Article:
In Huntingburg, the armored truck with three million dollars driven by Tom and his Uncle Charlie gets stuck in the flooding and realizes that the town has been evacuated since the dam does not have capacity to hold the storm. While waiting for the National Guard, they are attacked by Jim and his gang formed by Kenny, Mr. Mehlor and Ray and the clumsy Kenny kills Charlie. Tom flees with the bags of money and hides them in the cemetery. Then he is hunted down by Jim and his gang and he hides in a church. Out of the blue, he is knocked out and awakes locked in a cell. Soon he learns that the restorer Karen believed he was a looter and hit him. Sheriff Mike Collins and Deputy Wayne Bryce go to investigate Tom' story while Officer Phil takes Karen out of the town by boat. However she escapes with the boat and goes to the church. Meanwhile Tom is trapped in the cell full of water and Karen rescues him. He decides to return to the armored truck to retrieve a shotgun but he is captured by Jim...Written by
Claudio Carvalho, Rio de Janeiro, Brazil
Jim says he used to work for "the Johnstown Company" - likely a reference to Bruce Springsteen's song, "The River" which itself is quoted moments later by Ray. Johnstown, Pennsylvania, is most famous for an 1889 flood, caused, like the flood in this film, by a dam failure. See more »
Actually, firearms and ammunition will function wet, even underwater. What could keep a semi-auto from functioning eventually would be washing away of lubrication, if the water itself did not provide enough lubrication. Revolvers, pumps, bolt actions would not be affected immediately. In a matter of days, rust might keep them from functioning.
For ammunition, water would need considerable time to seep in around the primer and bullet. Many primers use a sealant after insertion to prevent this. Deactivation would be a matter of days or weeks. See more »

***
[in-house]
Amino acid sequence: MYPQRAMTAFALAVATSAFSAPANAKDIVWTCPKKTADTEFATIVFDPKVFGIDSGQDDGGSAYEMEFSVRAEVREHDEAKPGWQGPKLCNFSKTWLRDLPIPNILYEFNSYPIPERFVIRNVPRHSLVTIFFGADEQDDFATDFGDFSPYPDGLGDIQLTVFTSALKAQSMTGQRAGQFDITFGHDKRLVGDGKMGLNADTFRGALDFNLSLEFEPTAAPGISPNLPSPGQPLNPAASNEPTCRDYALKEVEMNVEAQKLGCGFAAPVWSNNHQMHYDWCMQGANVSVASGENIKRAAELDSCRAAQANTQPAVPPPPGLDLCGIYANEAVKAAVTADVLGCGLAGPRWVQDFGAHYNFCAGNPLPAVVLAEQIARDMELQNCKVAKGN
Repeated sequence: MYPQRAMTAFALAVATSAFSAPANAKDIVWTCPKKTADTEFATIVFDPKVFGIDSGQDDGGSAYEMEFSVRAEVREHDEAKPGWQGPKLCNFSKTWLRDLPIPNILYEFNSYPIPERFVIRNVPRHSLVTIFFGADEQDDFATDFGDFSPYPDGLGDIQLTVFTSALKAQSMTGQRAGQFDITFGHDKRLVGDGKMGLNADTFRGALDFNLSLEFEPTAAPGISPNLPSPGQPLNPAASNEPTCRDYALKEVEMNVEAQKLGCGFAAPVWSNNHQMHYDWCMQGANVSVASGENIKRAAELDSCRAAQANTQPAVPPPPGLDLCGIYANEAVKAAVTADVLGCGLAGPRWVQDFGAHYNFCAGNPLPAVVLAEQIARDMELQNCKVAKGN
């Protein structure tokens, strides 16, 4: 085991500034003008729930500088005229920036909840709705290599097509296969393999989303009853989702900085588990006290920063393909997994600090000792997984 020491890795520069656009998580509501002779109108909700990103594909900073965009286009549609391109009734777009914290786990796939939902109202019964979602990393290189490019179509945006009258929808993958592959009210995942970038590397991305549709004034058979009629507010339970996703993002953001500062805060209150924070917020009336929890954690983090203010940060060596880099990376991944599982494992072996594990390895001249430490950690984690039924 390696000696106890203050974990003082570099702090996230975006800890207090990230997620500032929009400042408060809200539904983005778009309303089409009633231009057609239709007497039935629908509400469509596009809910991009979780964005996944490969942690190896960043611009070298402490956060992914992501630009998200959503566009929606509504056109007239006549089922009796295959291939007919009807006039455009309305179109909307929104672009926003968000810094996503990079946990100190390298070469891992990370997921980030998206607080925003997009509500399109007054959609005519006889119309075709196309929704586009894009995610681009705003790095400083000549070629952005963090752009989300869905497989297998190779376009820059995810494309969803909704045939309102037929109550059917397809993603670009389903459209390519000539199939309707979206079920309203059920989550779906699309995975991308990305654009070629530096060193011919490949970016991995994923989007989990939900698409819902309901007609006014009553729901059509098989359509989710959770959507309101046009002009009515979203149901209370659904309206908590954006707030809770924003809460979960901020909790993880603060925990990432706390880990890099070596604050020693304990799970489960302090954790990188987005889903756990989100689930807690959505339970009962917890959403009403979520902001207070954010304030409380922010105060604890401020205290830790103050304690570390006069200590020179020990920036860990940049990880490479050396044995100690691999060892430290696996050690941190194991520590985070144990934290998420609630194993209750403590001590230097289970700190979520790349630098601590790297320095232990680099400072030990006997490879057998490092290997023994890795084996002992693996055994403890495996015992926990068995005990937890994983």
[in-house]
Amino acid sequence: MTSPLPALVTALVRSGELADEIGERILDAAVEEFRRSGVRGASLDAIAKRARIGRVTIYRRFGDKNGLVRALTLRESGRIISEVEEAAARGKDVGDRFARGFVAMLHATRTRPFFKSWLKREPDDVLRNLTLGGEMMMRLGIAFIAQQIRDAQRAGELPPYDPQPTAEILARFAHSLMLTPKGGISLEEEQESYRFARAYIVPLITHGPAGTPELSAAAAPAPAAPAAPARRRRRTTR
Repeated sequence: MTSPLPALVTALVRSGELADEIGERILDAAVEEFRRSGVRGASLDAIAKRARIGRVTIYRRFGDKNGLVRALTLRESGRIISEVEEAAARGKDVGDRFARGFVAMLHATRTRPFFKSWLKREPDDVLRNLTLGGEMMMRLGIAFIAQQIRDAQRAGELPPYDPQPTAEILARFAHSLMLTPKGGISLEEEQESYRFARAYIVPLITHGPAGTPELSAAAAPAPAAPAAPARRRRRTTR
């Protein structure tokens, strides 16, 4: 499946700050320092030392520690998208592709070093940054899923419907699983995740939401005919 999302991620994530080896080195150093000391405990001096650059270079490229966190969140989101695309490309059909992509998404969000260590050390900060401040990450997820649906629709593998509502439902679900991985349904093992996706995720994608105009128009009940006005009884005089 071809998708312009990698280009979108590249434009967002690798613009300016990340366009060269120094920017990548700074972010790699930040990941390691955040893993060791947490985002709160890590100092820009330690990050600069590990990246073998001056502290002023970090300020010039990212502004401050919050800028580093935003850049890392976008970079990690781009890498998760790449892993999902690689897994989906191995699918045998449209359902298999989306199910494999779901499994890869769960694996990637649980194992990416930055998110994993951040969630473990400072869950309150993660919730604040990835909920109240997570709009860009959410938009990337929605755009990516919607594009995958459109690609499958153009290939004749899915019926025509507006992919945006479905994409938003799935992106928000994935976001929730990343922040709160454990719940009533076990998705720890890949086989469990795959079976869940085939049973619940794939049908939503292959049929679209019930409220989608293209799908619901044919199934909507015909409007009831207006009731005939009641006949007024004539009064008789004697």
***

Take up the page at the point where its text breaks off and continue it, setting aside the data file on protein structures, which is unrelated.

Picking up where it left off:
[while floating down the road in a half submerged car]
You all right?
Yeah, I'm fine. I think the heater just kicked in.
At least we're out of the rain, right?
Oh, yeah. This is real cozy.
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The Paramount mountain is seen in much worse weather than normal; the camera pans down from the logo to scenes of flooding. See more »
First, I too am from Huntingburg, IN where this Disaster (movie) was shot. I was born there and moved away when I was 10 in 1968. But, I still live near it and go through Huntingburg from time to time. It was cool to see my old hometown's downtown... it looks just like, no movie tricks... minus the sandbags, and the stupid statue. The sandbags actually held the water in the downtown, since it is built on a hill. Now as for the movie... disaster is the correct word. It started off good... maybe a bit too fast, not enough character development. Then it got improbable ... then downright dumb. The town is under 10 feet of water and the power is still on??? Looks like another FEMA mess-up NO National Guard and only 4 cops? But mostly, people don't wanna pay good money to see waterlogged movies, water scares a lot of people. Remember Waterworld? Don't they test these things first before spending $70 mil. And this one was at night! The acting is good, the script half good... the premise no good! Nothing about this movie makes sense. But it was cool to see my old hometown in the movies! "A League of Their Own" involved both my old hometown (Huntingburg) and my current hometown (Evansville, IN) and was a much better movie. I was away and missed the filming of both movies :( So if you're looking to film a new movie, both town are still available and now, so am I.
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